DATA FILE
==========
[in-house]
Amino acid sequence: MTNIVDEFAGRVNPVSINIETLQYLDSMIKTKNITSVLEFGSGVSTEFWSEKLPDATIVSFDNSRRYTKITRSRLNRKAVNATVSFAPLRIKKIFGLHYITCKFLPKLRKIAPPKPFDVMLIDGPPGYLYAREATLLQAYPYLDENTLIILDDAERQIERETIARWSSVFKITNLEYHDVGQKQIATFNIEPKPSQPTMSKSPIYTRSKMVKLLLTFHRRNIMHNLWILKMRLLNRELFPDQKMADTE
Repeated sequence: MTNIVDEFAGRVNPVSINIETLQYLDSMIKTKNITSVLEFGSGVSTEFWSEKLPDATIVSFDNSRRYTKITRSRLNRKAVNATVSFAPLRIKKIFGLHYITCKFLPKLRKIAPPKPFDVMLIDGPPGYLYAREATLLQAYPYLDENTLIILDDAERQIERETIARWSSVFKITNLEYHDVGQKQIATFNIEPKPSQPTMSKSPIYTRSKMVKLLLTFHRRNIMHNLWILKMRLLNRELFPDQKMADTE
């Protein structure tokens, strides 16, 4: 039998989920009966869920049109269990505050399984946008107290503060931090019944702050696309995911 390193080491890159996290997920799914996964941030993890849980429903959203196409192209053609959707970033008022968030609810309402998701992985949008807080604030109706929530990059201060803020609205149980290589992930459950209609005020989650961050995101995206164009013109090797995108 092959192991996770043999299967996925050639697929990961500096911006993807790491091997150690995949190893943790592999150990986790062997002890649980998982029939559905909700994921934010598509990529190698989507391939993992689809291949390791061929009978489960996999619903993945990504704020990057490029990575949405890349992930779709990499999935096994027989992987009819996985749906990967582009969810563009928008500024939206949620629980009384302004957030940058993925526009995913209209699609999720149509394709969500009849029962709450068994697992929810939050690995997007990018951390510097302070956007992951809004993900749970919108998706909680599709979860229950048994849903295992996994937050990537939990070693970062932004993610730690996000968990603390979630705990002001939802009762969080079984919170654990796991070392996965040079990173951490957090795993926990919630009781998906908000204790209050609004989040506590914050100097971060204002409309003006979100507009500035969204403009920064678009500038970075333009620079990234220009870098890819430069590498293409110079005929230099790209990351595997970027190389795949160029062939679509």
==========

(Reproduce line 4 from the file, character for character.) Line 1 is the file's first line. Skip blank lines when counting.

């Protein structure tokens, strides 16, 4: 039998989920009966869920049109269990505050399984946008107290503060931090019944702050696309995911 390193080491890159996290997920799914996964941030993890849980429903959203196409192209053609959707970033008022968030609810309402998701992985949008807080604030109706929530990059201060803020609205149980290589992930459950209609005020989650961050995101995206164009013109090797995108 092959192991996770043999299967996925050639697929990961500096911006993807790491091997150690995949190893943790592999150990986790062997002890649980998982029939559905909700994921934010598509990529190698989507391939993992689809291949390791061929009978489960996999619903993945990504704020990057490029990575949405890349992930779709990499999935096994027989992987009819996985749906990967582009969810563009928008500024939206949620629980009384302004957030940058993925526009995913209209699609999720149509394709969500009849029962709450068994697992929810939050690995997007990018951390510097302070956007992951809004993900749970919108998706909680599709979860229950048994849903295992996994937050990537939990070693970062932004993610730690996000968990603390979630705990002001939802009762969080079984919170654990796991070392996965040079990173951490957090795993926990919630009781998906908000204790209050609004989040506590914050100097971060204002409309003006979100507009500035969204403009920064678009500038970075333009620079990234220009870098890819430069590498293409110079005929230099790209990351595997970027190389795949160029062939679509």